Memories resurrected

Tribute: In Glen Burnie, a tiny church constructed more than 40 years ago is rescued from decay by the family of its builder.

January 07, 2002|By Rona Kobell | Rona Kobell,SUN STAFF

On busy Baltimore-Annapolis Boulevard in Glen Burnie, where cars usually zip past signs for discount shrimp and oil changes, drivers are slowing down.

What has transfixed them is the comeback of an old friend -- a small, plywood church with stained-glass windows and a steeple that stands again on its island in a little pond. In front is a sign: "Merry Christmas, Anne Arundel County, From the Gunther family."

Glen Burnie's little church at the duck pond has returned, after more than a decade of decay and neglect.

"I wanted to put that church back," said Arnold "Bunky" Gunther. "That was on my mind. It's always been there."

Gunther's father, Willie, built the original, 100-square- foot church more than 40 years ago as a memorial to his wife, Dorothy.

Today, the church also serves as a memorial to a town long gone, a time when farmers outnumbered car salesmen in Glen Burnie and rabbits roamed one-lane roads. Neighbors knew each other, even shared produce. And children tossed crumbs into the duck pond and marveled at the Lilliputian house of worship.

Melvin Kearney, a Florida resident who grew up in Harundale, reflected on those times as he photographed the church on a recent visit.

"It makes you think about the neighborhood," he said. "What it was, what it used to be."

Back then, Willie Gunther was known by those who remember him as hard-working and generous. Co-workers at the U.S. Coast Guard yard tell of a talented woodworker who followed his father into a yard job.

He always finished what he started, including the small wooden roller coaster he built for his children in the 1950s. These children talk of a dedicated father who was so generous with the strawberries and tomatoes he grew that he often gave away more than he sold. And he wouldn't let a Christmas pass without making sure neighborhood children received his homemade toys, said Mildred Martha Pillar, his sister.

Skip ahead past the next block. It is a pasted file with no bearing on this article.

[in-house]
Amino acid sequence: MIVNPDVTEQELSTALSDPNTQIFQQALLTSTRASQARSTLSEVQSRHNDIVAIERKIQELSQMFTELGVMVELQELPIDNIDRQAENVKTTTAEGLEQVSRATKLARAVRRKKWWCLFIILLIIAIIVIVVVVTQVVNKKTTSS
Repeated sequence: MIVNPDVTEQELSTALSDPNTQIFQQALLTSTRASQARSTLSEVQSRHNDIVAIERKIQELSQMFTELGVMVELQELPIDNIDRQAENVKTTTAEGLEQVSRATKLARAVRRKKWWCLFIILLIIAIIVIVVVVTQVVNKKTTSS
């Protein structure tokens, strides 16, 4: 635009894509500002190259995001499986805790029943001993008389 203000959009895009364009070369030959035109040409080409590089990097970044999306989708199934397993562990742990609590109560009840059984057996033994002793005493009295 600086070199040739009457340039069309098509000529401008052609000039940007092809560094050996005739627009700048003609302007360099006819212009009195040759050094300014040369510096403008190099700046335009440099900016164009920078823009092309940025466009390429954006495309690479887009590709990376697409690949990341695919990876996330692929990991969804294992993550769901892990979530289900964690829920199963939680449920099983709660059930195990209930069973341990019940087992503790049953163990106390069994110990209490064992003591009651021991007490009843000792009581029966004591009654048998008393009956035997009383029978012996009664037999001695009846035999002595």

"There is no end to what I thought of my brother and how good he was to that town," she said.

But Pillar also knew her brother's burdens. He was 16 when he discovered his mother, Marie, gagged and beaten to death on a pine patch near their home April 1, 1937. Though police caught the suspect the same day, Willie Gunther never forgave himself. Family members said his mother had left home that day to get young Willie new vehicle tags.

Tragedy followed him into marriage. Three of his eight children, his only daughters, died as babies. His wife, Dorothy, suffered from asthma. When she died in 1956, she was 42.

Looking for a way to channel his pain using his carpentry skills, Willie Gunther decided to build a memorial to Dorothy, a devout Christian.

For a year, he worked nights in his woodshop, sanding and painting the plywood walls. He imported the rainbow-colored glass from Belgium. The architectural renderings came from even farther; Gunther lore has it that a family friend who also was a naval engineer drew the plans in his spare time while serving aboard a submarine.

In 1961, the Gunther men -- father and five sons -- carried the church to the island. Almost immediately, his memorial found a place in the heart of Glen Burnie.

"My sister and I used to pretend there were little people in there," said Joanna Gavin, 37, who grew up in Harundale and works for Anne Arundel County. "My parents would just slow down and let us look at the ducks, and the kids would always wonder what was going on inside that little church. ... It was just sitting out there all by itself and it just looked so cute."

Maintaining the church took work, though. When Willie Gunther's health began to fail, it, too, suffered. When he died in 1991, it had fallen apart.

It looked more like a barn after a tornado than the sweet country landmark Gavin remembered. Its steeple, once grand, sagged like a wet sock. The plywood was rotten. The Belgian glass had shattered, victim to vandalism and harsh winters.

Few forgot it, though. Even the school bus driver of Willie Gunther's 16-year-old granddaughter asked about it.

Bunky Gunther, who now lives in his father's house, told neighbors he was going to restore it, but his 84-year-old Aunt Mildred wasn't sure she'd see it in her lifetime.

But like his father, Bunky, who has a pool plastering business, is a skilled carpenter. Two years ago, he took the remains of the structure into the same woodshop where it was created and began rebuilding it.

He took the glass shards to a local shop and had them match the colors. He bought plywood and paint. But he hit a snag last month when a county inspector noticed the island and ordered the work to stop.

"We had no idea what he was endeavoring to do out there," said Bob Winchester, the county's environmental programs supervisor.

Winchester was raised in Baltimore County and didn't remember the duck pond. But some co-workers filled him in. It all sounded familiar suddenly; Winchester recalled hearing about the pond from his fiancee, Joanna Gavin.

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